“I understand that Japan cannot test everyone, and maybe those who are sick do not need to be tested if they are outside,” he says. “But if they come inside the detention center, it’s different. They could be carriers or almost sick or anything — you don’t know (if you have it) for at least two weeks, right?”

“None of us have health insurance,” says Diego from Peru, adding that testing for him and other detainees is likely impossible. “They don’t give us health insurance, and there is no way we can pay for a test.”

Staying healthy in a detention facility is difficult enough without the fear of a contagious virus slipping in. Detainees don’t have access to wipes or hand sanitizer, as no products containing alcohol are allowed inside.

“When someone gets sick, no one does anything,” says Tan from the Philippines. “We get some pain relievers, but that is only worse because they mask any symptoms.”

From what we know about the new coronavirus, it is apparent that those who are most at risk are generally in poor health, older or immuno-compromised. With many experts saying that a vaccination is at least a year away, the population needs to be meticulous about personal hygiene, which in institutional settings is patchy at best.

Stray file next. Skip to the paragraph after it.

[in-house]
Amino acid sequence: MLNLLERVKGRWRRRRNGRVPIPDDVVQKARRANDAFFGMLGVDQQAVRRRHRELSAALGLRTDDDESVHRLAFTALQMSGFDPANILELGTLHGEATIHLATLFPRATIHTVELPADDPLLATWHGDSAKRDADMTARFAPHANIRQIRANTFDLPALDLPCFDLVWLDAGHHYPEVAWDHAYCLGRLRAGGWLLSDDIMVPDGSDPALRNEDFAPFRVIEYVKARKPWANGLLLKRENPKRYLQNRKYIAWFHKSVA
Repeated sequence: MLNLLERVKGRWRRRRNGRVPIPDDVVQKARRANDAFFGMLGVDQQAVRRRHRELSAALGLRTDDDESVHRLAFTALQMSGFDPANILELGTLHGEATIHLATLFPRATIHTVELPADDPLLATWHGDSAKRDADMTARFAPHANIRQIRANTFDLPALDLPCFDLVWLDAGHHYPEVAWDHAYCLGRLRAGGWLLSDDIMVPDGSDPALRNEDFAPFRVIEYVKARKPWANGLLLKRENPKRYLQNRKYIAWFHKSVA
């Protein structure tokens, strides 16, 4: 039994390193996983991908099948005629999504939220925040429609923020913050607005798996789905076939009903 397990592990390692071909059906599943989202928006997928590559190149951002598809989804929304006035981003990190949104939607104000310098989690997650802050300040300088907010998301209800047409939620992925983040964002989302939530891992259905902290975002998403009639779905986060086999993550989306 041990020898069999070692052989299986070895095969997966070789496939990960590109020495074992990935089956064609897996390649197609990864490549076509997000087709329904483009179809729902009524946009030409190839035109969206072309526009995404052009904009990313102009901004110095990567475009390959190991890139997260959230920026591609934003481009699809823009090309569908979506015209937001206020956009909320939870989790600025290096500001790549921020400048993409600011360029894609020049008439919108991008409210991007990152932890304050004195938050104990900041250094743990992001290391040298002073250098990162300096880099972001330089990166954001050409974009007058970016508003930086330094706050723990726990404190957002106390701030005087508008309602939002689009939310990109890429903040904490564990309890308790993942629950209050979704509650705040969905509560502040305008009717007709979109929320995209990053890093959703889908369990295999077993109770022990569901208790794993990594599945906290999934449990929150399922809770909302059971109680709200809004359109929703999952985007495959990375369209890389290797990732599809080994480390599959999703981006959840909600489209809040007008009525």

Many governments are also requesting that citizens wear face masks when leaving their homes in an effort to prevent the spread of COVID-19. Male detainees at the Tokyo Regional Immigration Bureau say that they have been receiving more masks if they ask often enough. As a rule, the women get one mask per week.

“The masks get dirty, so almost no one wears them inside,” says Grace, who was taken directly to the detention center upon declaring her refugee status at Narita Airport more than a year ago. “Some of the detainees don’t know that the masks are important, and some don’t care, saying we will all die anyway. The guards don’t enforce any masks for us, but they all wear masks themselves.”

One situation in which the wearing of masks is enforced, however, is when the detainees meet outsiders in the visiting room. Grace doesn’t understand the reason for this rule, since she speaks to visitors with a 3-inch piece of Plexiglas between her and them.

“Maybe it’s just so outsiders think we are being protected?” she says. “I don’t know.”

‘Prison’ without the crime

A detention center is neither a jail nor a prison, and it’s important to make that distinction. Detainees are not criminals. The people there are detained, as opposed to being arrested, because of some violation in the terms of their visa. As immigration officials have become stricter in recent years, failure to report a change in address or a paperwork error can provide enough cause to land you in detention.